“Am I withholding enough from my paycheck?”
It’s important to revisit your withholdings as your life changes. If your circumstances change – like the birth of a child, a marriage, or a divorce – it’s up to you to change your withholdings on a W-4. Many employees neglect to take this step, resulting in withholding a number that is too low or high. We can help you calculate what you should be withholding based on your average tax rate.
“Should I use a tax professional or prepare my own taxes? “
The answer to this question depends upon your level of comfort. It is inevitable that as you advance through your life and career, your taxes will get more complex. What may be a simple Form 1040 one year can easily become a daunting series of tax forms the next. Should you feel overwhelmed this upcoming tax season, we can help with your unique situation.
“How long do I need to keep my tax records?”
Most taxpayers can shred their tax records three years after the returns have been filed. Three is the magic number because that’s the amount of time the IRS has to audit you. It’s also the time limit for filing an amended return if you noticed a mistake after your return was accepted. However, there are some exceptions to the rule, therefore, we recommend that you keep your tax records for 7 years.
“How do I file a tax extension?”
If you need more time to file your taxes, complete and submit Form 4868 to the IRS before April 15th. This will give you an additional six months, or until October 15, to prepare your tax return. Keep in mind that requesting an extension only gives you more time to file without penalty, it does not give you additional time to pay.
“Where is my refund?”
The best way to find information about your refund is to use the “Where’s My Refund?” tool on the IRS website. You can begin tracking your refund 24 hours after e-filing or 4 weeks after mailing your return. There won’t be a refund date until the IRS has processed and approved your return. The fastest way to get your refund is to e-file and choose direct deposit as your refund method.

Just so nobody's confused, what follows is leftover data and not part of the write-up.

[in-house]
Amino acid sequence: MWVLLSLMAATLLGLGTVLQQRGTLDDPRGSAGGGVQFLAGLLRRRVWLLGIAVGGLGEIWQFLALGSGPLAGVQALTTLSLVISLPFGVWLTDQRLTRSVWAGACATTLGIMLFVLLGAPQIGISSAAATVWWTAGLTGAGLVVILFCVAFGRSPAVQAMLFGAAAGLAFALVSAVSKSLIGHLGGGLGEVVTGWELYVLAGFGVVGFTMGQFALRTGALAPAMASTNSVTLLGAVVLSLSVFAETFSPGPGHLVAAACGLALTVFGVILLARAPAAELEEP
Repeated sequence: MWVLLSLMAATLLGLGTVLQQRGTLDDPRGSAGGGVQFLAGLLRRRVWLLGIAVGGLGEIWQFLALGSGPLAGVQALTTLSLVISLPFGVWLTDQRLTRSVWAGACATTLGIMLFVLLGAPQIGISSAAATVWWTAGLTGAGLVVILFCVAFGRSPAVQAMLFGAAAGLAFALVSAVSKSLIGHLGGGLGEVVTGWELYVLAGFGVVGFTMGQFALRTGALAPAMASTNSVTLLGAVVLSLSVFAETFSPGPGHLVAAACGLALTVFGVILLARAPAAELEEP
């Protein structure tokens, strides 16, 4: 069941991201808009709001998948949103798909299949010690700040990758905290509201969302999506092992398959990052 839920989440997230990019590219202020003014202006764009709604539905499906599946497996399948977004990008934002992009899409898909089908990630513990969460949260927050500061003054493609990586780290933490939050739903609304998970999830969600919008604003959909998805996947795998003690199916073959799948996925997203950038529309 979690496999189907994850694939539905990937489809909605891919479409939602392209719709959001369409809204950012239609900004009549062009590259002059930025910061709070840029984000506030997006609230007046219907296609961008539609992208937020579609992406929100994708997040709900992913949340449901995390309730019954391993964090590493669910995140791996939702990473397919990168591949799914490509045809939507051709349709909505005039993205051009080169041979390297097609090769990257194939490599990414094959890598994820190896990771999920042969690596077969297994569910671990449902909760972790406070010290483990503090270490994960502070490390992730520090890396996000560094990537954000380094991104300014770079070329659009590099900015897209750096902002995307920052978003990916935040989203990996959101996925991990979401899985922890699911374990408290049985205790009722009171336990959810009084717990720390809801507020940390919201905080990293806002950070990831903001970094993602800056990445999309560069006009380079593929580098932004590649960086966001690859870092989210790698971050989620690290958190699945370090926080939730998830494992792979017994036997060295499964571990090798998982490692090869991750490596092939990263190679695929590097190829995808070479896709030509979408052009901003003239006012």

“Who can I claim as a dependent?”
Many people know they can claim their children as dependents. However, you can also claim elderly parents, significant others, and other relatives in some cases providing they meet certain requirements. We can help you determine if you have other dependents that you can legally claim.
“I’m self-employed…do I need to pay estimated taxes?”
If you have net income of more than $400 you should pay estimated taxes. Ordinarily you pay your estimated taxes in four installments, with the first payment for the current year due on April 15th. Let us help you to calculate how much you need to pay and when it needs to be paid.
Do I need to pay capital gains when I sell my personal residence?”
If you are single, you will pay no capital gains tax on the first $250,000 of profit (excess over cost basis). Married couples enjoy a $500,000 exemption. There are, however, some restrictions. We can explain these restrictions and calculate how much, if any, tax you will owe on the sale of your primary residence.